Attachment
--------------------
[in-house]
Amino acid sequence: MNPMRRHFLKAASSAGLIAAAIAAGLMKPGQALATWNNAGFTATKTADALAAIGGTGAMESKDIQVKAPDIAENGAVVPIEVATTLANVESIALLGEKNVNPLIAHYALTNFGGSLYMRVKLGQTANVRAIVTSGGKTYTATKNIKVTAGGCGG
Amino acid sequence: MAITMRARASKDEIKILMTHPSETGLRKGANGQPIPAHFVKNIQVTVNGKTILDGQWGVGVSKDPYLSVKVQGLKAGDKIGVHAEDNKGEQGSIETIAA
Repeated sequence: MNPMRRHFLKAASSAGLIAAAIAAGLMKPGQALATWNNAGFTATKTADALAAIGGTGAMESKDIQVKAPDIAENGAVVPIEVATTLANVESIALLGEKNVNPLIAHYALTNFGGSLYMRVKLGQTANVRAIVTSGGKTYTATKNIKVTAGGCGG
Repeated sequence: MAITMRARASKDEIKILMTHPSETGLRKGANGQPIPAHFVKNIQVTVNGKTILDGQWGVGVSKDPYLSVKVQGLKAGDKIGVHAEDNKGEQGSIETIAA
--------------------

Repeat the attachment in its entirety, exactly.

[in-house]
Amino acid sequence: MNPMRRHFLKAASSAGLIAAAIAAGLMKPGQALATWNNAGFTATKTADALAAIGGTGAMESKDIQVKAPDIAENGAVVPIEVATTLANVESIALLGEKNVNPLIAHYALTNFGGSLYMRVKLGQTANVRAIVTSGGKTYTATKNIKVTAGGCGG
Amino acid sequence: MAITMRARASKDEIKILMTHPSETGLRKGANGQPIPAHFVKNIQVTVNGKTILDGQWGVGVSKDPYLSVKVQGLKAGDKIGVHAEDNKGEQGSIETIAA
Repeated sequence: MNPMRRHFLKAASSAGLIAAAIAAGLMKPGQALATWNNAGFTATKTADALAAIGGTGAMESKDIQVKAPDIAENGAVVPIEVATTLANVESIALLGEKNVNPLIAHYALTNFGGSLYMRVKLGQTANVRAIVTSGGKTYTATKNIKVTAGGCGG
Repeated sequence: MAITMRARASKDEIKILMTHPSETGLRKGANGQPIPAHFVKNIQVTVNGKTILDGQWGVGVSKDPYLSVKVQGLKAGDKIGVHAEDNKGEQGSIETIAA